JPMorgan Results Underwhelm Amid Epic Bank Rally

JPMorgan Results Underwhelm Amid Epic Bank Rally

US banks came into earnings season on a sugar high, catalyzed by higher yields and expectations for Fed hikes.

The KBW Bank Index was up nearly 12% in 2022 coming into Friday (figure below). That included the best performance over the first five days of a calendar year on record as well as multiple all-time highs.

Analysts were intently focused on loan growth in Q4 results. In the pandemic era, trading and investment banking delivered windfalls for Wall Street. Now, the market wants evidence of an inflection in lending which, ostensibly anyway, would bode well for the domestic recovery.

Fed data showed loans by the 25 largest banks were almost 4% higher at the end of last quarter compared to December 2020. In theory, that should show up in Q4 results.

Earlier this week, during an interview with Fox, Jamie Dimon explained that “people had a lot of money,” so they didn’t need loans. It wasn’t immediately clear which “people” Dimon was referring to.

He went on to say that loan growth is “going to be better now,” a prospective improvement he attributed to economic growth.

That brings us to JPMorgan’s Q4 results. Adjusted revenue of $30.35 billion beat estimates. Consensus was looking for $30.01 billion. The range was $28.81 billion to $30.77 billion. EPS of $3.33 easily beat (the estimate was $2.99).

Dimon did indeed tout a “pick up” in lending. Firmwide, average loans were up 6% YoY and 2% QoQ. Ex-PPP, the numbers were 8% and 3%, respectively.

JPMorgan once again benefited from a reserve release (figure below). Net income of $10.4 billion would’ve been $9 billion excluding the release. EPS would’ve been $2.86. Charge-offs were $550 million versus an estimated $746 million.

“The economy continues to do quite well despite headwinds related to the Omicron variant, inflation and supply chain bottlenecks,” Dimon said Friday. “Credit continues to be healthy with exceptionally low net charge-offs, and we remain optimistic on US economic growth as business sentiment is upbeat and consumers are benefiting from job and wage growth.”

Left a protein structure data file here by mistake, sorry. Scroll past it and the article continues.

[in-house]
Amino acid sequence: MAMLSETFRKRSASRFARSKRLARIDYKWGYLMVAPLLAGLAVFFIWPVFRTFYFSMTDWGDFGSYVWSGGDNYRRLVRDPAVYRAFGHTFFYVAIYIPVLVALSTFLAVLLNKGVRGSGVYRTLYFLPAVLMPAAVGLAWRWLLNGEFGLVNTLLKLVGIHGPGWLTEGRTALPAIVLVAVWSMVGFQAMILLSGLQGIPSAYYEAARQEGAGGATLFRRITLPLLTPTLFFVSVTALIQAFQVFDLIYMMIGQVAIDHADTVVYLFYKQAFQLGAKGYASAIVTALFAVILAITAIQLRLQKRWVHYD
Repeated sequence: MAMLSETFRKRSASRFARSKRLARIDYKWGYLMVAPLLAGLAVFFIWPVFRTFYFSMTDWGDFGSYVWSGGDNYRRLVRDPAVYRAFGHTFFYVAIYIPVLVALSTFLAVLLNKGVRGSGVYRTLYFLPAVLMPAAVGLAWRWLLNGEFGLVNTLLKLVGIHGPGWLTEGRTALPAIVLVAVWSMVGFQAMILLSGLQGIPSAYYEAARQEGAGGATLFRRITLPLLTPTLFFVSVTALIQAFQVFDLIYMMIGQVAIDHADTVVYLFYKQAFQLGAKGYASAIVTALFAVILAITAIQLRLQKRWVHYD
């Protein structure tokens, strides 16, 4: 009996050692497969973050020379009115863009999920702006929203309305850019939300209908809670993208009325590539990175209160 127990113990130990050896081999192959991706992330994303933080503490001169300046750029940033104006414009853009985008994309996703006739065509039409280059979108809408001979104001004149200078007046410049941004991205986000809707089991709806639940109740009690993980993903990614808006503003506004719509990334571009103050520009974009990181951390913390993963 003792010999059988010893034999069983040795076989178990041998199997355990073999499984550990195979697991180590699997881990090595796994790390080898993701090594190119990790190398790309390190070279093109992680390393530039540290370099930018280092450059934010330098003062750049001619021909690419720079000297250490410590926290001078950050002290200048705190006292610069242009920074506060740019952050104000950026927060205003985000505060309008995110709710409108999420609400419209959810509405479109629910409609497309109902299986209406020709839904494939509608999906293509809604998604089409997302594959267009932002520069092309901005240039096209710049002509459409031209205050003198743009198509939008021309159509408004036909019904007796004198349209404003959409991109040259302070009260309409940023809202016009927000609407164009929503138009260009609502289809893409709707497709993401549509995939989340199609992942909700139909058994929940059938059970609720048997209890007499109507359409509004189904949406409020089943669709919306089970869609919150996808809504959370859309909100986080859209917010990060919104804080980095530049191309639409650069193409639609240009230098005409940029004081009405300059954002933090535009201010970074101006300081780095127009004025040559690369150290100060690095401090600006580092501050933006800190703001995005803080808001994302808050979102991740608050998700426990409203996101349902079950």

That wage growth, you’re reminded, isn’t keeping up with inflation. Real average hourly wages rose a meager 0.1% from November to December. The YoY figure was -2.4%.

Markets underwhelmed (figure below). FICC revenue of $3.33 billion represented a 16% YoY decline and was short of the $3.42 billion consensus. The bank cited “a challenging trading environment in Rates, as well as lower revenues in Credit and Currencies & Emerging Markets compared to a strong prior year.”

Equities was a slight miss. Lower revenue in derivatives was offset by a solid performance from Prime.

IB was strong again. Revenue of $3.21 billion topped estimates ($3.08 billion). Fees rose 37% YoY.

All in all, it’s probably fair to suggest the bank’s results were underwhelming, if not quite disappointing. I’m not sure loan growth was anyone’s definition of “robust,” especially if you look at the numbers by business. Markets was an across-the-board miss, albeit not of the egregious variety. And expenses were markedly higher, something investors aren’t likely to forgive.

Bank earnings sometimes suffer from a “sell the news” phenomenon anyway. Given the sizable YTD rally in bank shares, the bar was high for additional gains following earnings. I’m not sure JPMorgan cleared it.


3 thoughts on “JPMorgan Results Underwhelm Amid Epic Bank Rally

  1. Thank you for focusing attention on the lending figures. The underpinning of the old meme that higher interest rates are good for banks is that loan margins will expand as rates rise and the yield curve steepens. Tepid loan growth should undercut that notion, but probably won’t.

    1. Citibank lending numbers were even less inspiring. Quoting Reuters:

      “While overall net interest income was flat year-over-year at $10.82 billion, NII from the bank’s basic lending business outside of markets rose 0.6%.

      Net interest margin, which measures the difference between what Citigroup pays for money and earns from loans and securities, declined to 1.98% from 2.06% a year earlier and 1.99% in the third quarter. “

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